Quoted on fanficrants: “just wow.”
Um, oh my god.
Review (for a story I didn’t write):
one thing: if [she] used tampons, the rape wouldn’t have hurt that much. i guess it would’ve hurt a little but not as much as you made it sound…i think.
I’m just… wow. I mean, wow.
So there you have it. Just as abortion isn’t really all that necessary unless you’re a sodomised virgin, rape isn’t really all that bad unless you’ve never used tampons.
The stuff you learn on the intertubes, eh?
Categories: Culture, gender & feminism, violence
Of course, the two pages of comments (most of which are along the lines of “Okay, that’s winning prizes for dumb, and trust us, we know what we’re talking about here!”) do hold out a certain amount of hope for humanity.
To be polite, however, it’s worth noting that fanficrants is the place to go if you’re looking for examples of brain-breakingly stupid, or “no dear, it doesn’t work that way”, particularly for sexual information. There’s usually at least one post per week falling into the category of “no, that’s not a lubricant”, at least one a week of “no, that’s not anatomically possible” and the regular, scheduled, “that would not be going anywhere near my girlybits” post regarding some of the rather obscure dimensions that some fangirls provide for certain appendages of their masculine characters.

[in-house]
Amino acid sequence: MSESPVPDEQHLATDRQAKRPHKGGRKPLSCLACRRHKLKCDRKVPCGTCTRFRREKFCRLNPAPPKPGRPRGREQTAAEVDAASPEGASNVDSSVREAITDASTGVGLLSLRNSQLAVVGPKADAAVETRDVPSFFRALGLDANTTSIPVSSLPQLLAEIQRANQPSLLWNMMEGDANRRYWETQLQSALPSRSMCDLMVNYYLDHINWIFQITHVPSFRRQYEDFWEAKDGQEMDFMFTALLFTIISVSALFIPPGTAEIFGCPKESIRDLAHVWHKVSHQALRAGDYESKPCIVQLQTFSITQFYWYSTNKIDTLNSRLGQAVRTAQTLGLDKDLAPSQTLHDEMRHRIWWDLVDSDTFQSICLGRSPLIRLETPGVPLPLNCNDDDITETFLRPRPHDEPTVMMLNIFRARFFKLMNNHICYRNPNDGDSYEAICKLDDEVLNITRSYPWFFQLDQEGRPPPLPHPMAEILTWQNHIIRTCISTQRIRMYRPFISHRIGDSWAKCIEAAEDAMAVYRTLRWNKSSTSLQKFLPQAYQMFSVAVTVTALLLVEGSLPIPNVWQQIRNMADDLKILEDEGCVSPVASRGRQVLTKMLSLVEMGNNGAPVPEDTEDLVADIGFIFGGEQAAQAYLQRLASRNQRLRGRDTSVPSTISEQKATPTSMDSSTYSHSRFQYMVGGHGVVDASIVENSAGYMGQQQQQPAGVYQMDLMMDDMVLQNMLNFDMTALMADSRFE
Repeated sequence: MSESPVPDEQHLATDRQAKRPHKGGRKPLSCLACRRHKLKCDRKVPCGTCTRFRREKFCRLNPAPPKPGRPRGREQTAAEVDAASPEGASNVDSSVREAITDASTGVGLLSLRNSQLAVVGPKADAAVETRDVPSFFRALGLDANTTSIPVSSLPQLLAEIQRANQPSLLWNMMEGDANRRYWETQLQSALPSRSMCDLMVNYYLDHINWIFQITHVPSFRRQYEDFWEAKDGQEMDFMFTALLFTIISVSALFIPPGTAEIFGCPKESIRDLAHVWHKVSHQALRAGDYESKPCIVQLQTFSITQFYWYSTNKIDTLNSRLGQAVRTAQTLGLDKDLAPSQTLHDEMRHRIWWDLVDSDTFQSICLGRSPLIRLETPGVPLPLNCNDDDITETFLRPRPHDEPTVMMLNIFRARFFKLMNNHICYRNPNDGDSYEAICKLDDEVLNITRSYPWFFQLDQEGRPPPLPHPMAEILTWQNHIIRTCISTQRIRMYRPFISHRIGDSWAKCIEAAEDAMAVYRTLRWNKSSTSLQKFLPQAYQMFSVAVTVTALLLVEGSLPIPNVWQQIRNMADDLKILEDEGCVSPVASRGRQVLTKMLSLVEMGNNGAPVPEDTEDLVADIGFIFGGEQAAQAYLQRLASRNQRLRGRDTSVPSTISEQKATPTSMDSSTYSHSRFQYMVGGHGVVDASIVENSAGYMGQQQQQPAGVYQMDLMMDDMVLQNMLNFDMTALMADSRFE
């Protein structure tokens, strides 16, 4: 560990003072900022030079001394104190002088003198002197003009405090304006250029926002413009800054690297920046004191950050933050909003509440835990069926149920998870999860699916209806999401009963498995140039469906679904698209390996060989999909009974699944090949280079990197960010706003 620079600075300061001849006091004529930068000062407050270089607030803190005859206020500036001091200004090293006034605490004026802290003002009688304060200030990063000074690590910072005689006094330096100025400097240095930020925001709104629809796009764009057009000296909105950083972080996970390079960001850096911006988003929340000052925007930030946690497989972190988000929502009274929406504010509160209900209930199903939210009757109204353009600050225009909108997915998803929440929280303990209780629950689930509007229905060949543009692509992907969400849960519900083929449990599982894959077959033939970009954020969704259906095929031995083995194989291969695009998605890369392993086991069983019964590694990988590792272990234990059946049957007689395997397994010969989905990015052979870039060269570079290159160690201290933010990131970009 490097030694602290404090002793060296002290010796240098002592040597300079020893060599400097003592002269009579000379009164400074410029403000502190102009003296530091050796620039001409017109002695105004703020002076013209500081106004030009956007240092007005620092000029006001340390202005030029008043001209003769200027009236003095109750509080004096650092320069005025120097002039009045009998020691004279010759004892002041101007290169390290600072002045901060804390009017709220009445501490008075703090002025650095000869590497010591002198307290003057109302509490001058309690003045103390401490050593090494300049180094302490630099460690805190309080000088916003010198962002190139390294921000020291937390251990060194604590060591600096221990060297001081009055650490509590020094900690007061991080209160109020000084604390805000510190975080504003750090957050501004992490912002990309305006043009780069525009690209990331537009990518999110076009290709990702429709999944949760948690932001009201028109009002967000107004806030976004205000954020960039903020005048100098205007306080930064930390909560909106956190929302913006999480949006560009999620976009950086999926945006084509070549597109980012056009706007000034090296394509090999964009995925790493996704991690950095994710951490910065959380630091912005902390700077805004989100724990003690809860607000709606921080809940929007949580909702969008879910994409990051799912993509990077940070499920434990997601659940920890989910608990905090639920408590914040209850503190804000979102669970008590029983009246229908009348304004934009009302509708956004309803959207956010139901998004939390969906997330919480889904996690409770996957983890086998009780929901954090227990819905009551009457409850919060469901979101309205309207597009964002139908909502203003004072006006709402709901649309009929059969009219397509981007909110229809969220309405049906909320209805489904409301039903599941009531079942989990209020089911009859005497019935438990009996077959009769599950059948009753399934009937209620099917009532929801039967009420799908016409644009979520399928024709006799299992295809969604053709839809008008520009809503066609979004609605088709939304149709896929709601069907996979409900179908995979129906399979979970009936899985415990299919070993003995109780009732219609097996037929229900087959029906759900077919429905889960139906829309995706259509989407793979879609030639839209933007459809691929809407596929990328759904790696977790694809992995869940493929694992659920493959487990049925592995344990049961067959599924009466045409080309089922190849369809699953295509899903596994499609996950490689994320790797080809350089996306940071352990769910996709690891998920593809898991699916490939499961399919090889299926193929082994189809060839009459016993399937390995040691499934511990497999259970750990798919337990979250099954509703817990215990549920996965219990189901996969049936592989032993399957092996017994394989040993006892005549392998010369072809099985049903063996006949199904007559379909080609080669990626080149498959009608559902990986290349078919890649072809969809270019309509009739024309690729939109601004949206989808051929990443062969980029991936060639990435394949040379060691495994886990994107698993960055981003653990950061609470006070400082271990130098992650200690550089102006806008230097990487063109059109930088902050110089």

I tend to regard it as a good example of what happens when the only avenues of sexual information available are abstinence-only programs in schools and pornographic magazines.
I’ve never checked out fanficrants. Must remedy that.
(Not so much for examples of this sort of stupid, but I imagine there’s lots of other stuff entertainingly ranted about as well.)
This reminds me that it’s always a good time to trot out my favourite analogy for people who don’t “get” that rape is not just bad sex.
Novelist Sheri S. Tepper once had an elder sister protagonist who explained the difference between rape and sex to a younger brother who had been hanging around with sniggering teens propagating the “they all want it really” view. In it she pointed out that liking chocolate cake is not the same thing as liking to have chocolate cake shoved down your throat with a stick no matter how much you say no, or resist, or are in danger of choking and the cake just keeps on getting shoved down your mouth; and that it’s made infinitely worse if people dismiss your complaints with “oh, but it can’t have been that bad: you love chocolate cake!”.
Meg: “I tend to regard it as a good example of what happens when the only avenues of sexual information available are abstinence-only programs in schools and pornographic magazines.”